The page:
Monday, October 6, 2008

Deep Thoughts

Nothing interesting or exciting has happened lately. This update is more to talk about a couple thoughts I’ve had. First is the ability to adapt and change. The second is thoughts about home.

I realized today that some things that I couldn’t stand or completely baffled me about this country have become completely common place and even enjoyable at times. This epiphany came as I was buying a bottle of mineral water. When I arrived I could not understand why anybody would carbonate plain drinking water! It was difficult to gulp down, tasted funny and was in all ways unpleasant. Now I realize that I prefer it to normal water. It’s like a party in throat every time I take a sip and the tiny bubbles race around inside my mouth.

It was teachers’ day on Saturday and like is usual we had a big lunch at school with the teachers and other staffers of work. At about 9.30 one teacher came to work, already having drunk a significant amount and was obviously drunk. He explained that it was okay because it was a holiday, plus it was the 30 year anniversary of him teaching. He showing up like that was a small shock still, but not so much as it would have been. What was totally ordinary was drinking vodka at 11.30 with all the other teachers in our school cafeteria and making toasts to everybody, then going home slightly tipsy at about 3 o’clock. Drunkenness is not looked down as much, as long as you aren’t wild and out of control, as it would be in America. It’s just a result of having a good time. Maybe college prepared me for that a bit too.

My point is that this country seemed very foreign and bizarre when I came here, and now it’s nothing new. I feel pretty well adapted and at home among these folk, though I’m pretty sure I still baffle them at times, but that’s part of my charm as an American.

This other epiphany was my big one, concerning homesickness. I believe that there is a large distinction between wanting to go home and wishing you were home. Wishing you were home usually comes because you are bored; sitting around in the afternoon or evening, and wish you were with your friends or family. It’s much more fun to sit and hang out with people you can freely chat and joke with, than playing out their awkward lives through a video game (The Sims 2 takes up much of my free time lately). Don’t get me wrong, I love seeing Ian fall in love with Nick and Tim or Randy electrocuting himself trying to fix the dishwasher, but I’d prefer to see it in real life.

The thing is, wishing for home only comes from boredom (or having to poop outside in the middle of the winter with -40 degree temperature surrounding your bare…skin) and is not a result of my actual situation. I still love going to school and teaching the kids (those that aren’t a pain in the ass) English and chatting with teachers about home and whatever else they want to talk about. It’s a desire for more meaningful human contact that you can only get through deeper relationships (which are much easier to develop when the two parties fluently speak a shared language).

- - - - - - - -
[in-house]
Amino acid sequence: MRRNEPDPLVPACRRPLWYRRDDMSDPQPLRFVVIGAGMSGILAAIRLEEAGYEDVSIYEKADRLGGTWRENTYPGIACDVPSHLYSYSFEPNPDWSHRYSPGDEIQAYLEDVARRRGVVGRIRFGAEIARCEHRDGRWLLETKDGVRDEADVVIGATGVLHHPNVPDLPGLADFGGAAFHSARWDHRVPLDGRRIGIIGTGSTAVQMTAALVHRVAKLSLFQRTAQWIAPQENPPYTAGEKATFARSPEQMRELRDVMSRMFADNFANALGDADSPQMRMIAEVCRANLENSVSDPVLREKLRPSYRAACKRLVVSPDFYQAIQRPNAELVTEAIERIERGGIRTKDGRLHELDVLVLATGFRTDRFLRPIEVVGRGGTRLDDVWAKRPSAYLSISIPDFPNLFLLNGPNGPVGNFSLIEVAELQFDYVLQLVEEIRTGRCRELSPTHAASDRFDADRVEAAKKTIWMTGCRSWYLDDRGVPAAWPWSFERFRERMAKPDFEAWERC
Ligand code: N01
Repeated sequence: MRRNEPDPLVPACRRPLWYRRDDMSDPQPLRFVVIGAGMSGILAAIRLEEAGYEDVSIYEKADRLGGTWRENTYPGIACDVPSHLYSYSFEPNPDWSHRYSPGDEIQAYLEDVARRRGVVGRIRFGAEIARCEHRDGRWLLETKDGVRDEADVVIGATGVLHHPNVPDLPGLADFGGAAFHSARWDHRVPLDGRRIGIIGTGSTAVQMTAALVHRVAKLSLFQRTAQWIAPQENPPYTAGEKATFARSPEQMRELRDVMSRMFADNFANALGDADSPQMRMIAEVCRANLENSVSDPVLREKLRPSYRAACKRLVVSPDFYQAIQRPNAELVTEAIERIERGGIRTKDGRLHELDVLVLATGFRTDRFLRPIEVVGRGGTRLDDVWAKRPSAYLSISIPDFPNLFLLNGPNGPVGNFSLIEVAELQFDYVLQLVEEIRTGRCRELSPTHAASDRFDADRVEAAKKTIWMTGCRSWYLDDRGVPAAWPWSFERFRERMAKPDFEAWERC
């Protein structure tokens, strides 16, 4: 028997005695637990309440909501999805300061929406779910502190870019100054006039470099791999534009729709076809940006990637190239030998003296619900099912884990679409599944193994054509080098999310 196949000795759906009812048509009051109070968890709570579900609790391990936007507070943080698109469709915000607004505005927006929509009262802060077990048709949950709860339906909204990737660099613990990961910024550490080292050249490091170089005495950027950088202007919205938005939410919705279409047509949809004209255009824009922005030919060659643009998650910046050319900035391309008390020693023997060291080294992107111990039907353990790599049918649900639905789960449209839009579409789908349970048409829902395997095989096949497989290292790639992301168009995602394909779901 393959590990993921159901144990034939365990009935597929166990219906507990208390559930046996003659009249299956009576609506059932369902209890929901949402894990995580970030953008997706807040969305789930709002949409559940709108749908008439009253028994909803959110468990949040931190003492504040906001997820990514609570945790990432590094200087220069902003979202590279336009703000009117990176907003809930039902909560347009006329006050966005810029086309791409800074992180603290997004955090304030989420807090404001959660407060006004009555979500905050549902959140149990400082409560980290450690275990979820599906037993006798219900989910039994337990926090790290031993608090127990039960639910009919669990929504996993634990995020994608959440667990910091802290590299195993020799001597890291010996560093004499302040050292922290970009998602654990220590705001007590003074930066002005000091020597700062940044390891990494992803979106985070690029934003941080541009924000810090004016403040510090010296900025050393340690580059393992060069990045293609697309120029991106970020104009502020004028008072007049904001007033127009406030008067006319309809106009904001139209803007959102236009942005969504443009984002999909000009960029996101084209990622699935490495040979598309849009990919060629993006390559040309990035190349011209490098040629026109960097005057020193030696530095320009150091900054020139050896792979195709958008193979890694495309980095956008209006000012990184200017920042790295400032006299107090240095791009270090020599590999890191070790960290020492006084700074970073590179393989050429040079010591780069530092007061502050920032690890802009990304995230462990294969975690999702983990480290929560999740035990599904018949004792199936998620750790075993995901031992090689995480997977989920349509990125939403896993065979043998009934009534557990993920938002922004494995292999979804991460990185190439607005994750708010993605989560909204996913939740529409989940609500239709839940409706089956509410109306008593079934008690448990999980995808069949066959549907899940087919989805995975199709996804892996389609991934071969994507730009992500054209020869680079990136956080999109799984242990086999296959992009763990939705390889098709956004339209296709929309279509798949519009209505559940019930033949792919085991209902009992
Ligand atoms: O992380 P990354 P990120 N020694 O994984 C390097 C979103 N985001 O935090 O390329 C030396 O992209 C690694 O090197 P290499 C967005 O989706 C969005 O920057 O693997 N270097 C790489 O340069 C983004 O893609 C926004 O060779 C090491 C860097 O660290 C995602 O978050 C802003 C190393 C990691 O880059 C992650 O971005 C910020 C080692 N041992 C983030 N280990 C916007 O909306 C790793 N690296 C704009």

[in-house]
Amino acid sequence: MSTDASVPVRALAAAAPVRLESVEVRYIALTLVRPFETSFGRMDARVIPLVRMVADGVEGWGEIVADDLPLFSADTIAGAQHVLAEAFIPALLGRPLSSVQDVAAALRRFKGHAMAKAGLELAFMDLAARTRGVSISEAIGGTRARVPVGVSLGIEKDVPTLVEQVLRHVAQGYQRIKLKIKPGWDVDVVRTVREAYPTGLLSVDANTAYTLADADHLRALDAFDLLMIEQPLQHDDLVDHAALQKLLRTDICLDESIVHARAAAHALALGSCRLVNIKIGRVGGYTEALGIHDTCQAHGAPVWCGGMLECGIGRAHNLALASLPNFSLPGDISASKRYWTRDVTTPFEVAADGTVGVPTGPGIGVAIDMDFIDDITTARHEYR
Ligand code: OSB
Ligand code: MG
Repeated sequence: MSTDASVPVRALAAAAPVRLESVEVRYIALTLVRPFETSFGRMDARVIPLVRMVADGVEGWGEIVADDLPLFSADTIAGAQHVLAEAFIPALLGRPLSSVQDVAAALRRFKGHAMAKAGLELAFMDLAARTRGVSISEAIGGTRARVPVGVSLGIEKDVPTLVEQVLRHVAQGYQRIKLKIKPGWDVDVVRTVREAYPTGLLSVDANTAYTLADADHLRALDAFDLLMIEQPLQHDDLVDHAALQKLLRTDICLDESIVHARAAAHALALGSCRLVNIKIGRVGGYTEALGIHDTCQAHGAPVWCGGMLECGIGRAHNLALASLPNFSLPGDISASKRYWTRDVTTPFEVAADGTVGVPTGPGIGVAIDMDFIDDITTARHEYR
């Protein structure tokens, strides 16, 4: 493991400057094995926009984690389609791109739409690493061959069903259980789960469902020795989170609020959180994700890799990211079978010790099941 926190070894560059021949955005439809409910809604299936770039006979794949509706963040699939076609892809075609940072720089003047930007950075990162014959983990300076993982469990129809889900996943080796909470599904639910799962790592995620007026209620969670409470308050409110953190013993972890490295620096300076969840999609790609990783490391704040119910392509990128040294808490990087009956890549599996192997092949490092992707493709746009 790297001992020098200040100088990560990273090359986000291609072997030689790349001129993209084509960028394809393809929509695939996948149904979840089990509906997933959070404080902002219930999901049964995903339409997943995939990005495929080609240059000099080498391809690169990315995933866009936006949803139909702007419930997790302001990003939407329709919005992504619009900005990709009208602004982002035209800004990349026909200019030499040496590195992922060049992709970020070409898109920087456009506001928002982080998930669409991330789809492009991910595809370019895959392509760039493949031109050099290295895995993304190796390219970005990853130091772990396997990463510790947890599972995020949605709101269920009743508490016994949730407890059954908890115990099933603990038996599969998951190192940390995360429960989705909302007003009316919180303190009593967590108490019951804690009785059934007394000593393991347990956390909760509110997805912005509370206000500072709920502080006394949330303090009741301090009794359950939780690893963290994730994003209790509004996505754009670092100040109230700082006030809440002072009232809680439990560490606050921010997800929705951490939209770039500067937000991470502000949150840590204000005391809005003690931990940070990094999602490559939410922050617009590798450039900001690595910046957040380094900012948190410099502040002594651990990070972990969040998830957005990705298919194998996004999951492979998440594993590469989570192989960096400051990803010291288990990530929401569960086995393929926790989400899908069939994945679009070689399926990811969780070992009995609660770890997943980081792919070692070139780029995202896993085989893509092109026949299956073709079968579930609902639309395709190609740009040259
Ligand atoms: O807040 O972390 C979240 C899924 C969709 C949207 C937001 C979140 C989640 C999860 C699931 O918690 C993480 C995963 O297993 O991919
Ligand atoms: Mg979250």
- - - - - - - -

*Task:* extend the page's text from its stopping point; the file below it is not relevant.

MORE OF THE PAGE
Wanting to go home is a symptom of an unhappy situation. You don’t like your school, or the family you are staying with. Maybe the climate is not to your liking or Peace Corps didn’t turn out to be at all what you thought it would be (in a bad way. I think most of us had our opinions changed upon the first two months in country). In the end, your situation weighs down on you until you crumble and have to go home. It’s not an easy choice and it can take months and months to come to the point where it’s just too much.

For me, I often have the desire to be at home among all my entertaining friends (and the fact that half of them have also scattered to different parts of the US doesn’t really factor into it). Rarely have I ever wanted to go home. At this point in our service we are pretty solidly entrenched in our communities (and I have an indoor toilet) and those feelings will be less and less.

Plus, I’m getting a new volunteer. Thought I’d mention. Her name is Megan; she’s from the D.C. area, which is really going to confuse people when they hear she’s from Washington as well. Most people can’t grasp the difference between the two Washington’s in America. Anyway, she’s coming to visit in about a week and change along with my old matey Nora and I’m pretty excited. Hopefully nothing happens to chase her off. I won’t mention the outdoor toilet.


Anonymous said...

Looking back towards home is always nice, but looking up at what your want to accomplish is more rewarding. I got rejuvenated hiking back into the mountains last week, seeing that change is inevitable, maybe just not change by volcano all the time. But you are doing great, and we enjoy reading, hearing and following along, and as Alex said, if you start to make changes, they may happen, you just wont be there to see them. dadad

Alex said...

There has been an interesting evolution in your blog how your earliest entries were more of a compare and contrat America to Kazakhstan but now it is more about the people you meet and how you feel about them/things (or at least that is how I have perceived things). You'd probably know better than me but my perception is that you are very comfortable in K-stan now and you are less of a tourist and more of a resident.

I am really happy with what I am doing but on a certain level I will always be envious of what you have chosen to do. No matter what impact you have (and I am sure you are having a positive influence) the experiences you are having are invaluable.

You need to figure out for me where in the DC area your partner is from. My girlfriend is from that area and sure it is highly unlikely - but its a small world afer all. It just struck me that you may not know that Kristen and I broke up. So yeah, I have a new girlfriend now. Her name is Julie and thinking about it - she does share some common traits with The Bung.